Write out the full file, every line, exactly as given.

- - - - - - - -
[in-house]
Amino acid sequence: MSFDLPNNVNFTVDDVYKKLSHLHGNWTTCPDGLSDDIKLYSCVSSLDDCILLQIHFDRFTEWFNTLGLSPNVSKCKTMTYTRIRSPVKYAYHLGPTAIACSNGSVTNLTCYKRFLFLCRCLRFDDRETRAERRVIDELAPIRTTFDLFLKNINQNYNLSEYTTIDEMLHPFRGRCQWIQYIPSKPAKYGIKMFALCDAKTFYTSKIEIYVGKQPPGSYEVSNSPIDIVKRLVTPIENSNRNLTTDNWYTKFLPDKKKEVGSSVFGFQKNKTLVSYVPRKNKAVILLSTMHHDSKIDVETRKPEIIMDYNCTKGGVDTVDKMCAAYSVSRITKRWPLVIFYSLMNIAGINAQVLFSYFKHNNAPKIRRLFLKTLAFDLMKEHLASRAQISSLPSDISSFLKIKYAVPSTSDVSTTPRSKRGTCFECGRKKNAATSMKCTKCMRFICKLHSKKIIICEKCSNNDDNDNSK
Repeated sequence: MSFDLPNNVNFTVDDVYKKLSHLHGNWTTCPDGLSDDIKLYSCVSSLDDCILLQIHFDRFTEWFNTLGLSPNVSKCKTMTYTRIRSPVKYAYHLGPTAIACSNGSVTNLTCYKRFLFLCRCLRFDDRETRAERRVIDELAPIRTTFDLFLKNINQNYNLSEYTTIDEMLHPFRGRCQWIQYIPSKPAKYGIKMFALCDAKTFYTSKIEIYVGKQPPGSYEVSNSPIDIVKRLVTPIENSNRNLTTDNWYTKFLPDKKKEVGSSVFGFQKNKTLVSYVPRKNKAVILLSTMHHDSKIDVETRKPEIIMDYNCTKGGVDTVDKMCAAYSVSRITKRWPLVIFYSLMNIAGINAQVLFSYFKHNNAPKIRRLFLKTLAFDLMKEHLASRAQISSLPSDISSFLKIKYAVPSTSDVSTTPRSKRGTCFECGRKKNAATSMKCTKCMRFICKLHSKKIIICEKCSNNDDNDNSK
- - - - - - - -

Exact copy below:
[in-house]
Amino acid sequence: MSFDLPNNVNFTVDDVYKKLSHLHGNWTTCPDGLSDDIKLYSCVSSLDDCILLQIHFDRFTEWFNTLGLSPNVSKCKTMTYTRIRSPVKYAYHLGPTAIACSNGSVTNLTCYKRFLFLCRCLRFDDRETRAERRVIDELAPIRTTFDLFLKNINQNYNLSEYTTIDEMLHPFRGRCQWIQYIPSKPAKYGIKMFALCDAKTFYTSKIEIYVGKQPPGSYEVSNSPIDIVKRLVTPIENSNRNLTTDNWYTKFLPDKKKEVGSSVFGFQKNKTLVSYVPRKNKAVILLSTMHHDSKIDVETRKPEIIMDYNCTKGGVDTVDKMCAAYSVSRITKRWPLVIFYSLMNIAGINAQVLFSYFKHNNAPKIRRLFLKTLAFDLMKEHLASRAQISSLPSDISSFLKIKYAVPSTSDVSTTPRSKRGTCFECGRKKNAATSMKCTKCMRFICKLHSKKIIICEKCSNNDDNDNSK
Repeated sequence: MSFDLPNNVNFTVDDVYKKLSHLHGNWTTCPDGLSDDIKLYSCVSSLDDCILLQIHFDRFTEWFNTLGLSPNVSKCKTMTYTRIRSPVKYAYHLGPTAIACSNGSVTNLTCYKRFLFLCRCLRFDDRETRAERRVIDELAPIRTTFDLFLKNINQNYNLSEYTTIDEMLHPFRGRCQWIQYIPSKPAKYGIKMFALCDAKTFYTSKIEIYVGKQPPGSYEVSNSPIDIVKRLVTPIENSNRNLTTDNWYTKFLPDKKKEVGSSVFGFQKNKTLVSYVPRKNKAVILLSTMHHDSKIDVETRKPEIIMDYNCTKGGVDTVDKMCAAYSVSRITKRWPLVIFYSLMNIAGINAQVLFSYFKHNNAPKIRRLFLKTLAFDLMKEHLASRAQISSLPSDISSFLKIKYAVPSTSDVSTTPRSKRGTCFECGRKKNAATSMKCTKCMRFICKLHSKKIIICEKCSNNDDNDNSK